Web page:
By the mid-1700s, trade between the West and China had been occurring for centuries. For most of that time period, China had been the more powerful partner in this trading relationship. But as European powers began to grow in strength, this relationship changed. By the end of the 1700s, the Western powers were becoming more aggressive in their dealings with China, as demand for valuable Chinese silks and other goods grew. Britain sent ambassadors to the country to negotiate trade deals more favorable to British merchants. The Chinese, still believing they were strong enough to resist, largely ignored these attempts. In response, the British flooded the Chinese market with opium from south Asia, which greatly disrupted life in China where many became addicted. Things came to a head late in the 1800s as China suffered internal civil war and eventually a violent anti-foreign rebellion known as the Boxer Rebellion. As European powers moved in to put down the rebellion, the power of the Chinese ruling dynasty declined. By 1912, the dynasty had collapsed and the Republic of China was formed.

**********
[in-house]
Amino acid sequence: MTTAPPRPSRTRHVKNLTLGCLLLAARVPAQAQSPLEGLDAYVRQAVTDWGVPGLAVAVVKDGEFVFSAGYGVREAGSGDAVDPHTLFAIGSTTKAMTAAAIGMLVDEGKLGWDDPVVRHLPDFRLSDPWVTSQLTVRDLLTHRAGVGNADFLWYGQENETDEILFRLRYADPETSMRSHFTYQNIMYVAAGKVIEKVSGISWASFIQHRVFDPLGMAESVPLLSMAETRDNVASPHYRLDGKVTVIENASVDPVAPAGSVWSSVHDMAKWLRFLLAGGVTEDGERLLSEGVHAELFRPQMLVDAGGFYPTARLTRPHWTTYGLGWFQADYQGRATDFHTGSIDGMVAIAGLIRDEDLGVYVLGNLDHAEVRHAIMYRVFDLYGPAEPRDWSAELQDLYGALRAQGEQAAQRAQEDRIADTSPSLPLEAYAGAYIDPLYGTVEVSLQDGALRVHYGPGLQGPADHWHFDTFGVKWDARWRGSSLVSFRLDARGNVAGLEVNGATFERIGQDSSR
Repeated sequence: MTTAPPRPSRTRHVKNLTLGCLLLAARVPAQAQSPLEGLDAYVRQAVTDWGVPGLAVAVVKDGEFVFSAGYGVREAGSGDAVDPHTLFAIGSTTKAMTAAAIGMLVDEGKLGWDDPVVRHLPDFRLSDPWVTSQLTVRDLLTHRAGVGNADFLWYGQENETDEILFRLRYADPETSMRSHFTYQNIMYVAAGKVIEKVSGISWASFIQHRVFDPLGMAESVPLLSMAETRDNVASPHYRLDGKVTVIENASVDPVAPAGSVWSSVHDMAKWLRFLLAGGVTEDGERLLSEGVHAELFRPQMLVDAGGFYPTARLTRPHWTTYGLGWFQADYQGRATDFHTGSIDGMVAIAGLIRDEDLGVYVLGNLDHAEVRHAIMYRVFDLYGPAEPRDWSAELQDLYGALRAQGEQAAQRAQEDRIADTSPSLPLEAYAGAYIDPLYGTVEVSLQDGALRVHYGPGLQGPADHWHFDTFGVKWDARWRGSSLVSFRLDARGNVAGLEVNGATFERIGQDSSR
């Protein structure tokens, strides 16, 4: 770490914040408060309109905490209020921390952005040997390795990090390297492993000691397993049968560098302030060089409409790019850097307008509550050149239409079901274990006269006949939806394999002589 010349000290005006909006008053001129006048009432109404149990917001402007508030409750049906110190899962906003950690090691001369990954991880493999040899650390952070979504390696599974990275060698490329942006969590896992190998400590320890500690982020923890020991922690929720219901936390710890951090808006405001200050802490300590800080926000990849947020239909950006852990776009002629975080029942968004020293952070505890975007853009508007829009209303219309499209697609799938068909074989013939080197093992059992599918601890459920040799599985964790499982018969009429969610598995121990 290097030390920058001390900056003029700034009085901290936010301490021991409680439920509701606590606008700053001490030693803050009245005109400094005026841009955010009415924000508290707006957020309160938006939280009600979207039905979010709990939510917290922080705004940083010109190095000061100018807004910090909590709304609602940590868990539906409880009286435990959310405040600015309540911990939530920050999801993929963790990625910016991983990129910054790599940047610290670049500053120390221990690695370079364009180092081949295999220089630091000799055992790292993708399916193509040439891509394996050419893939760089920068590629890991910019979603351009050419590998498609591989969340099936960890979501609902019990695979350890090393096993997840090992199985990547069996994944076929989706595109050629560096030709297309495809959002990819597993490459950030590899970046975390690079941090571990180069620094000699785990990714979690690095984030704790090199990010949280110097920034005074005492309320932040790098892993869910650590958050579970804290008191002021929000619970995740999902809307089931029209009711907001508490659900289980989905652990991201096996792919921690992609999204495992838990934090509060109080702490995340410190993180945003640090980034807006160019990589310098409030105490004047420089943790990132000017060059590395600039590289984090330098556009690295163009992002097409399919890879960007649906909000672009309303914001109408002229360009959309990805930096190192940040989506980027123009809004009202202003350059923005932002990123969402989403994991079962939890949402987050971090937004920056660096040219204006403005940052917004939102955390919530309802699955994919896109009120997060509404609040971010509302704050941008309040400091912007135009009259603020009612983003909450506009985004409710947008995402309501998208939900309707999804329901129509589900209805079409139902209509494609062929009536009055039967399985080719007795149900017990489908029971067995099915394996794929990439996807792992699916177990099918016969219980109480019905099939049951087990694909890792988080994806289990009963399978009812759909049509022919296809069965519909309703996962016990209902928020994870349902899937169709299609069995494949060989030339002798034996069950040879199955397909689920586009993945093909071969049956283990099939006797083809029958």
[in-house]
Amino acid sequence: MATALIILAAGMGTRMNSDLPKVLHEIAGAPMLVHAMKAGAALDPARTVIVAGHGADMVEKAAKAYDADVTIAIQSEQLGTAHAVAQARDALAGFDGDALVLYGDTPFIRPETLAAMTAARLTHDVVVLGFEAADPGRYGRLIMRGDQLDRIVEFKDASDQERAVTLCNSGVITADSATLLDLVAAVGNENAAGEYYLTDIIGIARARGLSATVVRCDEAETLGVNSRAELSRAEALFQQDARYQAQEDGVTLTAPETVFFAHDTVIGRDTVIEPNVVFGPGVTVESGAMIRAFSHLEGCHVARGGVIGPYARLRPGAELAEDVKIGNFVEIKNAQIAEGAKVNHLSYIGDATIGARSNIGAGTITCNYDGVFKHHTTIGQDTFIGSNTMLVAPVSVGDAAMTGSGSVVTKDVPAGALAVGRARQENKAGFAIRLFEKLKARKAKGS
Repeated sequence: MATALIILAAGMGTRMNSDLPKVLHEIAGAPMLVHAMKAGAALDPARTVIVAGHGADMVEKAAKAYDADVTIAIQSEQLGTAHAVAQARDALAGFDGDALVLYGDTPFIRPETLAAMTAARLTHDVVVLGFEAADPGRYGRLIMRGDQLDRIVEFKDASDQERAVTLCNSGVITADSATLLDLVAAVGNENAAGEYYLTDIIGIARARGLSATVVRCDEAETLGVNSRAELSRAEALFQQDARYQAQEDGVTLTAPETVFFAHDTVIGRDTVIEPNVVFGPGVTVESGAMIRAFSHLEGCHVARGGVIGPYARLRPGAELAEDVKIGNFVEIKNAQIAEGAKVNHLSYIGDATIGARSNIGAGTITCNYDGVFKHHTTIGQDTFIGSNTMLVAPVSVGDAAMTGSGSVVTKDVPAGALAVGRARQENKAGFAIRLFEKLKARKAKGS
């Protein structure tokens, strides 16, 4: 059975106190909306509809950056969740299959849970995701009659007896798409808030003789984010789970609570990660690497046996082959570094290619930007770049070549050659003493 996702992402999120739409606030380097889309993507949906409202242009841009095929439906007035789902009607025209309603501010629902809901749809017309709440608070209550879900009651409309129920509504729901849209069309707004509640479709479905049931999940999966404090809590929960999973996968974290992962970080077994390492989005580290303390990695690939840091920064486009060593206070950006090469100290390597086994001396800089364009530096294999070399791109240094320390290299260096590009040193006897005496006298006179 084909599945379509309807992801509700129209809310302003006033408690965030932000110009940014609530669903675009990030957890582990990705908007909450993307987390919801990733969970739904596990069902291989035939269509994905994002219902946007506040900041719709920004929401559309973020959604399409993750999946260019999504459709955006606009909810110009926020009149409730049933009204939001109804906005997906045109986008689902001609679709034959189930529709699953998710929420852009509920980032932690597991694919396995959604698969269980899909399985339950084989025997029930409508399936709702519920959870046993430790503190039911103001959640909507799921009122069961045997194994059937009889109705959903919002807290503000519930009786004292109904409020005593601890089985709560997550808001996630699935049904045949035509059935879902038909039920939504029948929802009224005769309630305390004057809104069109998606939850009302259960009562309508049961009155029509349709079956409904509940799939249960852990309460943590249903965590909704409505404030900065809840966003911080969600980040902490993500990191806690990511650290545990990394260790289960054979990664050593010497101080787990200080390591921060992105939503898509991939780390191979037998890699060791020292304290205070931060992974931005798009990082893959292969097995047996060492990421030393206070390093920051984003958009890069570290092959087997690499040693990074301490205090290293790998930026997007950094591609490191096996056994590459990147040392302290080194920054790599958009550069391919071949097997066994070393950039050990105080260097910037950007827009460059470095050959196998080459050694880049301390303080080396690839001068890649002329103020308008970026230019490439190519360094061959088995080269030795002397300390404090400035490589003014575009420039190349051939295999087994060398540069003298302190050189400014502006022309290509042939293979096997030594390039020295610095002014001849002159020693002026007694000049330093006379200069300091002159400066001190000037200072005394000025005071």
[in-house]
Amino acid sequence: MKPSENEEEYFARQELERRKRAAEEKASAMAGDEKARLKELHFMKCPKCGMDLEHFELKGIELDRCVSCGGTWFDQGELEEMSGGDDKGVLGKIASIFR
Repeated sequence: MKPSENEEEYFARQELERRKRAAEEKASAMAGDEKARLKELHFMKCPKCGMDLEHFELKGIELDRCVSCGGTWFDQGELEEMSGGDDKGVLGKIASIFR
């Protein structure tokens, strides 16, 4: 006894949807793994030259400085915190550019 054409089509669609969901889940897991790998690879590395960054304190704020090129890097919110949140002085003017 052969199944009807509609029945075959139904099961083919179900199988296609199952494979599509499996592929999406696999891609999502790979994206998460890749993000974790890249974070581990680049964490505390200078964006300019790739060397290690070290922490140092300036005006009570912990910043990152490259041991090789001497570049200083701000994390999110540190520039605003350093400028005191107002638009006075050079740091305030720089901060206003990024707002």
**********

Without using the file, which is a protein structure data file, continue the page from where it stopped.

The editorial cartoons in this gallery demonstrate how Europeans understood their relationship with China during this time. Review